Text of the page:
After yesterday's PlayStation 4 announcement, gaming fans (almost) everywhere are wondering: what about Xbox? For all the excitement the PS4 is generating, the fact remains that a console is only as good as its competition. Now that we know a little more about the PS4, and since many of the rumored specs turned out to be the actual specs, we're gonna take an early look at the debate that will dominate 2013.
This is the most nebulous of all the info we have on either system so far. Kotaku is reporting a November release, and Sony announced a "Holiday 2013" release at yesterday's event. Obviously, Sony wants to put the PS4 out before Christmas in the hopes it will be the hottest product for 2013. And that's exactly what Microsoft wants too. Some industry insiders are predicting a November release for the Xbox 720, but Microsoft hasn't confirmed anything as of yet. A more credible rumor suggests that Microsoft is planning an Apple-style event at the Game Developer's Conference in March to unveil the Xbox 720. Of course both systems are likely to be prominent features at this year's E3 conference in June. So although we don't know specific dates yet odds are we'll see both system's by year's end, barring any unforeseen setbacks in production.
Ask any woman or gun enthusiast and they'll tell you the same thing: size matters. In the great PS4 vs Xbox 720 debate the size that matters is the teraflops. For those not in the technical know, teraflops are essentially a unit of measurement for overall computational power. So, if you add up what the CPU, GPU, RAM, etc. in a system can handle you get your teraflops. And, according to leaks, PS4 is about 50 percent bigger than Xbox 720 in the teraflop department. Sources told VG247 that the PS4 will have a run capability of 1.84 teraflops. The Xbox 720 will have only 1.23 teraflops. Does this mean the PS4 will be 50 percent superior to Xbox 720? Both systems will likely feature 8 GB of RAM, but the power of a system isn't necessarily related to the guts of the system. A big portion depends on how developers take advantage of the hardware, and we still don't know enough about the background programs in the OS for each system to know how much RAM will be available for gaming.
Sony confirmed a number of titles at its event last night, but not many of them were exclusives. Big name titles like "Destiny," "Watch Dogs" and "The Witcher 3" will be available on both consoles. And we can assume the same for most of the blockbuster games fans are anticipating, like "GTA 5," for example. But how do the exclusives titles stack up against each other?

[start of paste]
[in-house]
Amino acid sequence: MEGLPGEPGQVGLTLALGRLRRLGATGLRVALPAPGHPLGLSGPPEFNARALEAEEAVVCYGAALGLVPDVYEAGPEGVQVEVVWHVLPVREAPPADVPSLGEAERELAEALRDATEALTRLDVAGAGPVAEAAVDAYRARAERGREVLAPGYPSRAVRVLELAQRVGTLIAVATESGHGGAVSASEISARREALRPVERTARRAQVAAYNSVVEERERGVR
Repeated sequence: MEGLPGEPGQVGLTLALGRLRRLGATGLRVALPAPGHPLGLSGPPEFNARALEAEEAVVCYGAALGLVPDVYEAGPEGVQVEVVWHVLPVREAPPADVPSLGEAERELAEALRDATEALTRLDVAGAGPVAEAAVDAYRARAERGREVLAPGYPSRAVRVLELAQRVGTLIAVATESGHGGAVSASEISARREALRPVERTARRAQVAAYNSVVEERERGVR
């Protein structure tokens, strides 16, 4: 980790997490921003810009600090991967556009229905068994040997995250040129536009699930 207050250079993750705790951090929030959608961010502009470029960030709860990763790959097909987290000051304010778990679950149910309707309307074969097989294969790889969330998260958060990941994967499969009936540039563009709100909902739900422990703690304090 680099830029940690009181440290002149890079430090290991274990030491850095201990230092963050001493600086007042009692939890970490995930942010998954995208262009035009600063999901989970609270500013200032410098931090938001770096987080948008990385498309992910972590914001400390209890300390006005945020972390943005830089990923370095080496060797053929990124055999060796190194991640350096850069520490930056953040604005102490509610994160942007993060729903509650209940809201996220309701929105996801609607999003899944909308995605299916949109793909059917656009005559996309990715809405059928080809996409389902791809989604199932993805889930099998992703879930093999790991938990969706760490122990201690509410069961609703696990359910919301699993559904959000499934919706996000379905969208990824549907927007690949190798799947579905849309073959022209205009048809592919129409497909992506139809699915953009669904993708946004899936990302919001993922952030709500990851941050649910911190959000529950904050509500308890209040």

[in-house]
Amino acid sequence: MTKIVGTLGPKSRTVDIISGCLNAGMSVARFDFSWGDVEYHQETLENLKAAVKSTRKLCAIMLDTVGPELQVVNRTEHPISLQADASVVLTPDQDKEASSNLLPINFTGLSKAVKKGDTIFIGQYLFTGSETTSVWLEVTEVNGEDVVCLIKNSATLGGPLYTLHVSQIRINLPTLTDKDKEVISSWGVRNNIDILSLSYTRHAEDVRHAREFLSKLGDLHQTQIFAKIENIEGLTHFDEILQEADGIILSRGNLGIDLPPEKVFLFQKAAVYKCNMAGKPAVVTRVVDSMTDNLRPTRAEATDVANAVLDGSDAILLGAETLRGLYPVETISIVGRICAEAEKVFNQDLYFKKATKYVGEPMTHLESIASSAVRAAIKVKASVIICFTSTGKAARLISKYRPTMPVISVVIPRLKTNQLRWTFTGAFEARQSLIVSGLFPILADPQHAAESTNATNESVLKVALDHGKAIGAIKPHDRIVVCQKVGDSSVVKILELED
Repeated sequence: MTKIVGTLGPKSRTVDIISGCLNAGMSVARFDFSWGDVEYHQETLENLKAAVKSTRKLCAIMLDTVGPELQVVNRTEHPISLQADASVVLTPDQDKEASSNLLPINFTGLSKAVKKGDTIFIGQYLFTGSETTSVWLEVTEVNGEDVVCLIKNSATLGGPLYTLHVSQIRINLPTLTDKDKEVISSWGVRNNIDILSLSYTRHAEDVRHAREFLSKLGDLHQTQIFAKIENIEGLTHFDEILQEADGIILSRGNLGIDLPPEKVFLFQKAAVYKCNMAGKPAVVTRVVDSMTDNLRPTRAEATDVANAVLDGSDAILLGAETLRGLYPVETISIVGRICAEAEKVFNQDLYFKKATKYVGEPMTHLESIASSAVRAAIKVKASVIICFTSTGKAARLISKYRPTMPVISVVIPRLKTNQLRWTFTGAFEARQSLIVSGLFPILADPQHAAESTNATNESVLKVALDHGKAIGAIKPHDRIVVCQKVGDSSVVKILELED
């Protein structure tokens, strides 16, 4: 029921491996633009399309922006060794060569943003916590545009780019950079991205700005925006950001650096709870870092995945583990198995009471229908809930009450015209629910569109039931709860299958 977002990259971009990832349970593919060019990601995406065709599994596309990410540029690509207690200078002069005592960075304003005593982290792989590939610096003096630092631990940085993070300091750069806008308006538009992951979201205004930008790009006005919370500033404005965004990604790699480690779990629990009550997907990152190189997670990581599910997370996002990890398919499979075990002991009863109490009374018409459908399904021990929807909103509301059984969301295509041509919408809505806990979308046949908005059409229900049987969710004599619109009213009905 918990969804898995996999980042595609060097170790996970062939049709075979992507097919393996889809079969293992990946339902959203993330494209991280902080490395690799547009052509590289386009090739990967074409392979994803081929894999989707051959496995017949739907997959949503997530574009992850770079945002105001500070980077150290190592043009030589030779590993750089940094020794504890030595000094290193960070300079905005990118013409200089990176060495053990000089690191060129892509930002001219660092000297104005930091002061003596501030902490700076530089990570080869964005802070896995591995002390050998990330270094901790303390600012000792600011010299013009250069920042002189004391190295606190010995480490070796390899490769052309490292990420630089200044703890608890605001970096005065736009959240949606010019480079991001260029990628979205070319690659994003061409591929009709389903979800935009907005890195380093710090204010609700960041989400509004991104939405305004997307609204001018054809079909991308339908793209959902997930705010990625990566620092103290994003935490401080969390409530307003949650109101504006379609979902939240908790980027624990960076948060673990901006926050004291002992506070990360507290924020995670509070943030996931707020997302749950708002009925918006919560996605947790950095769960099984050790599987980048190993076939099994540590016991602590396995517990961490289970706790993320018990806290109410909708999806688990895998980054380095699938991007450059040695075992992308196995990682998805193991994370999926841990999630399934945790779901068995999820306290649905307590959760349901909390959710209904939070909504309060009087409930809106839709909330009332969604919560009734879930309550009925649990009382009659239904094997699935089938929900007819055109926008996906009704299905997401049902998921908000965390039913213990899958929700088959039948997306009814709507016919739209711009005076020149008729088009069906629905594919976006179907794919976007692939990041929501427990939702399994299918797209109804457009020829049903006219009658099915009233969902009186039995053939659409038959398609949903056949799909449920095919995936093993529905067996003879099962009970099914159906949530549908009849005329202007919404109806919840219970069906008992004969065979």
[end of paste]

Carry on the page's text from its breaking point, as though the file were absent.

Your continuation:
For now, it's too early to tell. The exclusives announced at yesterday's Sony event were, in my opinion, pretty lackluster. With the exception of the indie title "The Witness," there wasn't a lot on the Sony side that seemed to scream innovation or even originality. The "Killzone: Shadowfall" trailer was graphically impressive, but FPS is as FPS does. And since we haven't had a formal announcement from Microsoft on the Xbox 720, we don't know of any exclusive titles to the system (although we can assume Halo 5 will pop up at some point in the next couple years).
The next gen gaming landscape will likely be similar to today's market; blockbuster titles will release for both systems and the differences will come down to DLC exclusivity. Iconic titles like "Uncharted" and "Halo" will find sequels on their respective systems. Indie development is a true wildcard however, and with both companies touting improvements in cloud gaming and digital content, we will (hopefully) see an even larger library of indie titles in the near future.
Basically, what we're looking at right now are two systems that have virtually identical specs, share many of the same titles and will release around the same time. The marketing and the hype will work hard to convince gamers that these two consoles are radically different, and loyalties will form along the lines that exist now. Satisfied 360 owners will gravitate toward the 720, and PS3 fans will flock to the PS4. What will come to define these systems is not what they do well, but what they fail to do. The flaws are what guide us one way or the other (red rings of death, anyone?) and both Sony and Microsoft won't be talking flaws until the first dissatisfied customers start venting online.